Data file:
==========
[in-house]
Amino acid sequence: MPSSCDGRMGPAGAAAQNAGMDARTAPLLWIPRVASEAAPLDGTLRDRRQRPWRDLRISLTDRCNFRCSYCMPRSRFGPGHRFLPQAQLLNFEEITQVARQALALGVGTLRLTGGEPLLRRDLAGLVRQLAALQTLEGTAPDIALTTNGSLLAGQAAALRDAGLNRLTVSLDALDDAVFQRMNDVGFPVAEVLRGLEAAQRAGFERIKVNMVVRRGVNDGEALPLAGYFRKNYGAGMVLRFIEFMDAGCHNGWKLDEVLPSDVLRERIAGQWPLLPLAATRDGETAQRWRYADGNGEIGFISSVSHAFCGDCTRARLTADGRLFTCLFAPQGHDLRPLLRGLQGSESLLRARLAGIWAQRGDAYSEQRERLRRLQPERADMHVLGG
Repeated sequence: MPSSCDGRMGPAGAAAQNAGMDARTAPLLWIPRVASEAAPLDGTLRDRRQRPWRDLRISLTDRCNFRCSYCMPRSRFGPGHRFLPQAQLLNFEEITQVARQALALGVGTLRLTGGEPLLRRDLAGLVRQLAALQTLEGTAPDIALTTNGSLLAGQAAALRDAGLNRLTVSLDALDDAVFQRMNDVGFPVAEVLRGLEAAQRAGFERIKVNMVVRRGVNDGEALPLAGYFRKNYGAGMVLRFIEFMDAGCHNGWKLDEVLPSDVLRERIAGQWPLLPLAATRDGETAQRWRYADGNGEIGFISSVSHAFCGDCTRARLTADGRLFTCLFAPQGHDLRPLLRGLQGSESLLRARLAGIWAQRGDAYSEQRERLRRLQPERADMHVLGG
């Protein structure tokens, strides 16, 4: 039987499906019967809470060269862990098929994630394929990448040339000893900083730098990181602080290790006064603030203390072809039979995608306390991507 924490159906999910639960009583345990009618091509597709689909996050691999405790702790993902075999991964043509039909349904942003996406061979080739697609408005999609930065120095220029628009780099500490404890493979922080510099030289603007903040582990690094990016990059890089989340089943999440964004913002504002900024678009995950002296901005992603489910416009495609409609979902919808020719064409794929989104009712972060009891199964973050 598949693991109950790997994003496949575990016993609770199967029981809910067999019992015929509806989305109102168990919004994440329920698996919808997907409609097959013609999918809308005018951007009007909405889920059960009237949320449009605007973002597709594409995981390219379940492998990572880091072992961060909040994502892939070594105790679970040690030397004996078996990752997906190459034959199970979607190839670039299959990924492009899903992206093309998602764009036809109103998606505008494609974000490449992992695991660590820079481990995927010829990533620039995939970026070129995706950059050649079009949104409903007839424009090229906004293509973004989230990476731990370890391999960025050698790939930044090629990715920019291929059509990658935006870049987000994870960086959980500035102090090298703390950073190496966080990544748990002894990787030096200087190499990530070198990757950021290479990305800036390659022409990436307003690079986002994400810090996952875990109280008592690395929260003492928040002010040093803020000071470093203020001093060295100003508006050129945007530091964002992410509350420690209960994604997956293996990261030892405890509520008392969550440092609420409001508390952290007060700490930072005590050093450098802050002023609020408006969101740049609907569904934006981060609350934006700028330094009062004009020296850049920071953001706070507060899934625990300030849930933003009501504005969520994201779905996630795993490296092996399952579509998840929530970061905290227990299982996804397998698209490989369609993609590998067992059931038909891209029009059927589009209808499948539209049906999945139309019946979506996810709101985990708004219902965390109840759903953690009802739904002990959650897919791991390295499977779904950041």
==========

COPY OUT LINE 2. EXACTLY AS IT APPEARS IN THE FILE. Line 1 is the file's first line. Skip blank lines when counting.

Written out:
Amino acid sequence: MPSSCDGRMGPAGAAAQNAGMDARTAPLLWIPRVASEAAPLDGTLRDRRQRPWRDLRISLTDRCNFRCSYCMPRSRFGPGHRFLPQAQLLNFEEITQVARQALALGVGTLRLTGGEPLLRRDLAGLVRQLAALQTLEGTAPDIALTTNGSLLAGQAAALRDAGLNRLTVSLDALDDAVFQRMNDVGFPVAEVLRGLEAAQRAGFERIKVNMVVRRGVNDGEALPLAGYFRKNYGAGMVLRFIEFMDAGCHNGWKLDEVLPSDVLRERIAGQWPLLPLAATRDGETAQRWRYADGNGEIGFISSVSHAFCGDCTRARLTADGRLFTCLFAPQGHDLRPLLRGLQGSESLLRARLAGIWAQRGDAYSEQRERLRRLQPERADMHVLGG